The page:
3. It is made no later than one year from the date of the act or omission being complained about or one year from when the client should reasonably have known there was cause for complaint. 

The Legal Ombudsman can accept late complaints, and may do so if the Legal Ombudsman considers it is “fair and reasonable” to accept the late complaint for investigation.

A referral to the Legal Ombudsman is generally not available to the following clients: –

  • most businesses (unless they are defined as micro enterprises)
  • charities or clubs with an annual income of more £1m, or
  • trustees of trusts with asset value of more than £1m

Further details are available at: www.legalombudsman.org.uk/

The Legal Ombudsman can be contacted by:

Telephone: 0300 555 0333

E-mail: enquiries@legalombudsman.org.uk

Post: PO Box 6167, Slough, SL1 0EH.

The Solicitors Regulation Authority

We are regulated by the Solicitors Regulation Authority (SRA). The SRA can help if you are concerned about our behaviour. This could be for things like dishonesty, taking or losing your money, or treating you unfairly because of your age, a disability or other characteristic.

Further details, including how to report a solicitor or firm, are available at: www.sra.org.uk

The Solicitors Regulation Authority can be contacted by:

Telephone: 0370 606 2555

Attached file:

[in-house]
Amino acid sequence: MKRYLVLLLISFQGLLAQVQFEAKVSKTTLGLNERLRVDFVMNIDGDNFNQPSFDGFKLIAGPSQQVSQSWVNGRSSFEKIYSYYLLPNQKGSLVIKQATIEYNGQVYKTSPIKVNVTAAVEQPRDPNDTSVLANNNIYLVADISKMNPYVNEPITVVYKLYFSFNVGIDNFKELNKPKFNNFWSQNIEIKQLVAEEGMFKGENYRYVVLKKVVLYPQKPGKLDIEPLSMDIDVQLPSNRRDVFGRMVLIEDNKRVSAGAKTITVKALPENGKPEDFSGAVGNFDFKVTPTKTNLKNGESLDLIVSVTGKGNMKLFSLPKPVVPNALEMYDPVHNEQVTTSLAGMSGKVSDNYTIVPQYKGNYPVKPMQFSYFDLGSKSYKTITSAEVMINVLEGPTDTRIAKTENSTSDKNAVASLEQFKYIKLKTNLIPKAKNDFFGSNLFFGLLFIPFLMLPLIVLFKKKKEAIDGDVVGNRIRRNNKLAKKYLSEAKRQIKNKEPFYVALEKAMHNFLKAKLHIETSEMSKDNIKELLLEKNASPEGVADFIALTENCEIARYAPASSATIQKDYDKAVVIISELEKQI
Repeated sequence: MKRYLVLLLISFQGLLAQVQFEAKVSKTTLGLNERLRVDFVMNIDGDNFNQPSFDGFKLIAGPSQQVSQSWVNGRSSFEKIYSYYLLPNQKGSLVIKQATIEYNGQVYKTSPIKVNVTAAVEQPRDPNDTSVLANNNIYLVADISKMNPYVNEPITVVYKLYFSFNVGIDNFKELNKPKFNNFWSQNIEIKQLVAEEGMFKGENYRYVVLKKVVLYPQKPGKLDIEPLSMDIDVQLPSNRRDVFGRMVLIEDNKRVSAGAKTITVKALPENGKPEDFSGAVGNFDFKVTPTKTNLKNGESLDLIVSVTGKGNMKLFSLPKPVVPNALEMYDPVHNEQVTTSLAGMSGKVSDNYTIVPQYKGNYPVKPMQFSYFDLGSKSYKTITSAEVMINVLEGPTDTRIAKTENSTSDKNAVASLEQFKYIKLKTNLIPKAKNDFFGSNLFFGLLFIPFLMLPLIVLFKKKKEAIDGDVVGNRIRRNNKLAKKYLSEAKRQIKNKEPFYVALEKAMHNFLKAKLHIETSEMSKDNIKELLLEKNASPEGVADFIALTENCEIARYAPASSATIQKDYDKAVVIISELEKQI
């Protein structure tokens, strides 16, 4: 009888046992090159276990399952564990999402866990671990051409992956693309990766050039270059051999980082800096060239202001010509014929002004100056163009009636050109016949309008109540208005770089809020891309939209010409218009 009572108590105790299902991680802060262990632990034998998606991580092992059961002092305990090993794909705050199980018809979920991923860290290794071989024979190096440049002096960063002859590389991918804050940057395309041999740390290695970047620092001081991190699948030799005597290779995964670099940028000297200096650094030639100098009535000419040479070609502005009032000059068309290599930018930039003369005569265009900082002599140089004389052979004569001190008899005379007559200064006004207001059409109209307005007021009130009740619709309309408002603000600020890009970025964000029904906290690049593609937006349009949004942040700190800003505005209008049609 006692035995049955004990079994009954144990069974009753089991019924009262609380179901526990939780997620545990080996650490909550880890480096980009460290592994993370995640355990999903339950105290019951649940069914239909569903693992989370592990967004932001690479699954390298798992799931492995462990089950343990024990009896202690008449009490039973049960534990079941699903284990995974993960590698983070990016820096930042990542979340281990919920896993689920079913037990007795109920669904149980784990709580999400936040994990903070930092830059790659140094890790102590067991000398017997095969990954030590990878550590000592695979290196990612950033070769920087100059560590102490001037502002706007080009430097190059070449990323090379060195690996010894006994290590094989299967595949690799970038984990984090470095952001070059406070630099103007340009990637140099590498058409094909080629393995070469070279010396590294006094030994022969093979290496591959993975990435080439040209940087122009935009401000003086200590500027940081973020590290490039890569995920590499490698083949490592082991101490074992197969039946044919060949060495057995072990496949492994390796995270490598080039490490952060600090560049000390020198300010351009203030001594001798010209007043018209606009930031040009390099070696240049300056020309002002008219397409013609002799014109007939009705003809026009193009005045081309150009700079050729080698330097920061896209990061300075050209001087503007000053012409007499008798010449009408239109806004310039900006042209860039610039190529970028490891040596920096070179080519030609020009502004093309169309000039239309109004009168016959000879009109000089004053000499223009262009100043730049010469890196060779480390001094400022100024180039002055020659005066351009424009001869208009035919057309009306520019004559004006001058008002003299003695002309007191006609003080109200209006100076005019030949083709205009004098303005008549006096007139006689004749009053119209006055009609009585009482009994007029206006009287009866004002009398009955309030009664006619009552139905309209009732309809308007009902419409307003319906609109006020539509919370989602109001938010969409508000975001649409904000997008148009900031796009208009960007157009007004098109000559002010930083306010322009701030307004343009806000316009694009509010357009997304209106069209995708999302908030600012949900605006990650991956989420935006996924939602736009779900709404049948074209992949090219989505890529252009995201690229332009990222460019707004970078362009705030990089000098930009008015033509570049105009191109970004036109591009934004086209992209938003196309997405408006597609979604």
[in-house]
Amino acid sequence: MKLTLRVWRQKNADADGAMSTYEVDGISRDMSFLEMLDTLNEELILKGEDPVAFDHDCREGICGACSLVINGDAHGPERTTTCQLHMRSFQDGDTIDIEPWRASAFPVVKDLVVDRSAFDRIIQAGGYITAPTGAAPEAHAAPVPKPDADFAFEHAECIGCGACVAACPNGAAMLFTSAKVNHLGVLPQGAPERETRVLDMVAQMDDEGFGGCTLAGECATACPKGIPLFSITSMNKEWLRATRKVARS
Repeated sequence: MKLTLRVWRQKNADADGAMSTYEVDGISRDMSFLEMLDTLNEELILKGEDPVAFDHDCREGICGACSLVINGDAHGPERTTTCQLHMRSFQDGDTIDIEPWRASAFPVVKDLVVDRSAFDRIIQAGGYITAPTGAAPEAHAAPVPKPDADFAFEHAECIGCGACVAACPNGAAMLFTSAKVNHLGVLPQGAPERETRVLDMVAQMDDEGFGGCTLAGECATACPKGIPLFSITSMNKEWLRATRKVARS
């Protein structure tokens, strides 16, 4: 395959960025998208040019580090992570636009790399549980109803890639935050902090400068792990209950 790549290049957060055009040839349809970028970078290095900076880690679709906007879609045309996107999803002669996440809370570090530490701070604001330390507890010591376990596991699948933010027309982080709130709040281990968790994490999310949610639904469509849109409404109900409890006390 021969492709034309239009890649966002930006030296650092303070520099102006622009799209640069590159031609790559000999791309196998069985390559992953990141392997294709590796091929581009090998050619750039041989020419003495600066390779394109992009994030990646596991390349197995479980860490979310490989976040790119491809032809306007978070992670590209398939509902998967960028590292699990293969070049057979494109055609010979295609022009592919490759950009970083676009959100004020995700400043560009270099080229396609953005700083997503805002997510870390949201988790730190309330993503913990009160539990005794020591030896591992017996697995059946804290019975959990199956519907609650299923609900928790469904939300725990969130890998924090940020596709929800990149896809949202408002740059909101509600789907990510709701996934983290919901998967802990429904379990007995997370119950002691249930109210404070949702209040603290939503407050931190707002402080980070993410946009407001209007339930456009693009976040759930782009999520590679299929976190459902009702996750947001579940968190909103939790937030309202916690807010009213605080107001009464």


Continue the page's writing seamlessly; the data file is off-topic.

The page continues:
E-mail: contactcentre@sra.org.uk

Post: SRA, The Cube, 199 Wharfside Street, Birmingham B1 1RN

Alternative Dispute Resolution

The SRA Code of Conduct for Solicitors 2019 requires that if a complaint has been brought and our complaints procedure has been exhausted without the complaint being settled, in addition to providing information about the right to complain to the Legal Ombudsman (see above), the complainant is also provided with the name and website address of an alternative dispute resolution (ADR) approved body which would be competent to deal with the complaint; and confirmation as to whether the firm agrees to use the scheme operated by that body.

Regulation 10 of the Provision of Services Regulations 2009 (as amended) now requires the Secretary of State to maintain a list of ADR bodies and to ensure that the list is published on a nominated website. The list is available on Chartered Institute for Trading Standards website. Of those on the list, ProMediate (www.promediate.co.uk) holds itself out as dealing with disputes with Legal Services (and other industries). The firm is not prepared to engage in ADR with any of these bodies as either they are approved but do not cover the legal services industry, or (as with ProMediate) there is a similar and cheaper right of redress available through the Legal Ombudsman, who has expertise in these matters.

This Complaints Policy and Procedure is intended to comply with the Legal Ombudsman’s Scheme Rules, as last updated on 1 April 2023.

Jacky Starling, February 2024